Vision without end
Here is my never-ending vision for each Salvationist. Test your vision by placing yourself on an imaginary high-low scale. It’s a life-long project, a vision whose full realization will not come until we see Him face to face. Nevertheless, it’s a vision we must ever keep before us.
1. Low on coasting, high on growth.
Simple: coasting means going downhill, growing means going uphill. The most important characteristic of a healthy Christian is his or her desire to grow. A plant grows if exposed to light; we grow when exposed to Christ. Too many Christians simply coast, hoping to grow with minimal or no exposure to the light of Christ. What an Army we could be if each Salvationist had a vision for stronger and stronger exposure to His light.
2. Low on legalism, high on grace
Liberation was one of the Master’s big agenda items no more strict and excessive conformity to a law that focuses so much on outward signs and efforts, unyielding, unforgiving. Grace is unmerited favor; we need the favor since we are neither morally nor intellectually capable to bridge the chasm between us finites and an infinite God. We need grace in our own interaction with each other: “Forgive us our trespasses as we forgive those who trespass against us.” Are we?
Our primary aim … will be to radiate Christ. Our unswerving commitment will be to maintain a standard of excellence in our work and our service.
3. Low on pessimism, high on optimism
If Christ through His death and resurrection has overcome the world, how come there are so many pessimists among Christians? He’s got the whole world in His hands isn’t it so? Take a minute and reflect: “The optimist proclaims that we live in the best of all possible worlds. The pessimist fears this is true.” (Dale Turner)
4. Low on excuses, high on accepting responsibility
All of us resemble the lawyer in the New Testament story: “But he, desiring to justify himself, said…” A college president says that after long dealing with students, he is unsure whether the degree B.A. stands for Bachelor of Arts or for Builder of Alibis.” As Christians we have been forgiven. Through the power of the Holy Spirit and our own spiritual discipline we can negate the past (forgiven) and build a meaningful life, be fruitful for God’s Kingdom; it is our mandate, our responsibility.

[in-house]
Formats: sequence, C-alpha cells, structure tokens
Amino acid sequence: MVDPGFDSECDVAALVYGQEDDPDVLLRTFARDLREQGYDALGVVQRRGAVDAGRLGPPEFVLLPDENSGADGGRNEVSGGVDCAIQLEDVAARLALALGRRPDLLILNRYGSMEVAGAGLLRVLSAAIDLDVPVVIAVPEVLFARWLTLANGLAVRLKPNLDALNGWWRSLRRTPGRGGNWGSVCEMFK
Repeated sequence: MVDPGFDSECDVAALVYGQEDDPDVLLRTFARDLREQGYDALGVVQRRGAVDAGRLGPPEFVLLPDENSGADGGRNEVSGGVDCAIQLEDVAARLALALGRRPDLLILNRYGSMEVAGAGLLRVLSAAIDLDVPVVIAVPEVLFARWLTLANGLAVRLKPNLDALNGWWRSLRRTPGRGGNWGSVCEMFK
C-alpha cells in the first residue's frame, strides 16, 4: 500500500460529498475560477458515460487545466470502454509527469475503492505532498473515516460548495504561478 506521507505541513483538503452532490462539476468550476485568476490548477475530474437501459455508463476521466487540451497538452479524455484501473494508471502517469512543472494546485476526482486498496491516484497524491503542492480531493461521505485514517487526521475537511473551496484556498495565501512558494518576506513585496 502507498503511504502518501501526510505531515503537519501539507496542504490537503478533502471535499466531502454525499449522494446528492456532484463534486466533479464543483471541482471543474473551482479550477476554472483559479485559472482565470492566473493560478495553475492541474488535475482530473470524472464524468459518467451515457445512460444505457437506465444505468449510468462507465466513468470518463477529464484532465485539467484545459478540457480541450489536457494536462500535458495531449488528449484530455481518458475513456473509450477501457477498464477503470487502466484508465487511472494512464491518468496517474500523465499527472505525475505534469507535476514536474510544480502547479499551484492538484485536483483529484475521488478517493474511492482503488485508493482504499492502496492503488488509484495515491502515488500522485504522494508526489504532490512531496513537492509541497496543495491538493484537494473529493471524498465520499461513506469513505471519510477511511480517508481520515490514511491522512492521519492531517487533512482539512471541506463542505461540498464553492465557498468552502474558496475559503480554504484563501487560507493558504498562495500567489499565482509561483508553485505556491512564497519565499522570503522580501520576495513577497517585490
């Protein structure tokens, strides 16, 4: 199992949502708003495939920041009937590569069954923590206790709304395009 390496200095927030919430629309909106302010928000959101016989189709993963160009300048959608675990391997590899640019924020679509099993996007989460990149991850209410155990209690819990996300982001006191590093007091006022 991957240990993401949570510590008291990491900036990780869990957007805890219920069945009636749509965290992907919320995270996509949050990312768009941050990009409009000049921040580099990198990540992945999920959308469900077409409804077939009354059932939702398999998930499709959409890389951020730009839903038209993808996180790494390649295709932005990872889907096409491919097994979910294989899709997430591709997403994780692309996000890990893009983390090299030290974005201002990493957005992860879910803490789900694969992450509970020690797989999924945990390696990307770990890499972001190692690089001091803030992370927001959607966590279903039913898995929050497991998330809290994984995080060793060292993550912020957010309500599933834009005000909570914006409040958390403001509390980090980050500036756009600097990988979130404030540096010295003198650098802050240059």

5. Low on criticism, high on affirmation
Too quick to criticize, Christians often miss significant opportunities to influence others by failing to see the good, the potential inherent in a person. Seattle pastor Dale Turner said: “To affirm the goodness we see in others breaks down alienation and makes firm friendships. The gift of affirmation or praise is one of the best gifts we can give to another.”
6. Low on greed, high on self-denial
Greed is an inordinate desire for more, an excessive, never satisfied hunger for more, way beyond what could be considered as enough. The flip side of greed is self-denial: a willingness to actually want less, even below the “enough-line” so that someone who is hurting can be satisfied.
7. Low on opposition, high on cooperation
Would we find more teamwork in secular settings than in our corps life? Many parts performing different functions one body, though. Nehemiah could have never finished his wall had there been a lack of cooperation, teamwork. No group of believers can ever grow or accomplish any ministry without a spirit of cooperation.
8. Low on milk, high on meat
You are familiar with Paul’s frustration: after several years of sound teaching, they were still no further along. Thomas Merton writes about his brother: “Although he maintained all his interests and increased them, the increase was in extent, not in depth, and the result was a kind of scattering of powers, a dissipation of the mind and will in a variety of futile aims.” Focusing on Him will result in depth.
9. Low on gloom, high on joy
Nothing worse than a gloomy Christians don’t we have the joy of the Lord? The more I love God, the more gladly I exist. Or, the more I find joy in Him, the more I reflect joy to others.
10. Low on doubt, high on conviction
“What is finer in history than a soul that is not for sale?” (Harry Emerson Fosdick) That requires strong convictions, not easy to attain in today’s “whatever-feels-good-must-be-right” world. A Salvationist with firm spiritual convictions is a Salvationist to be reckoned with he or she will build the Kingdom of God.
So, how are we doing? The answer is: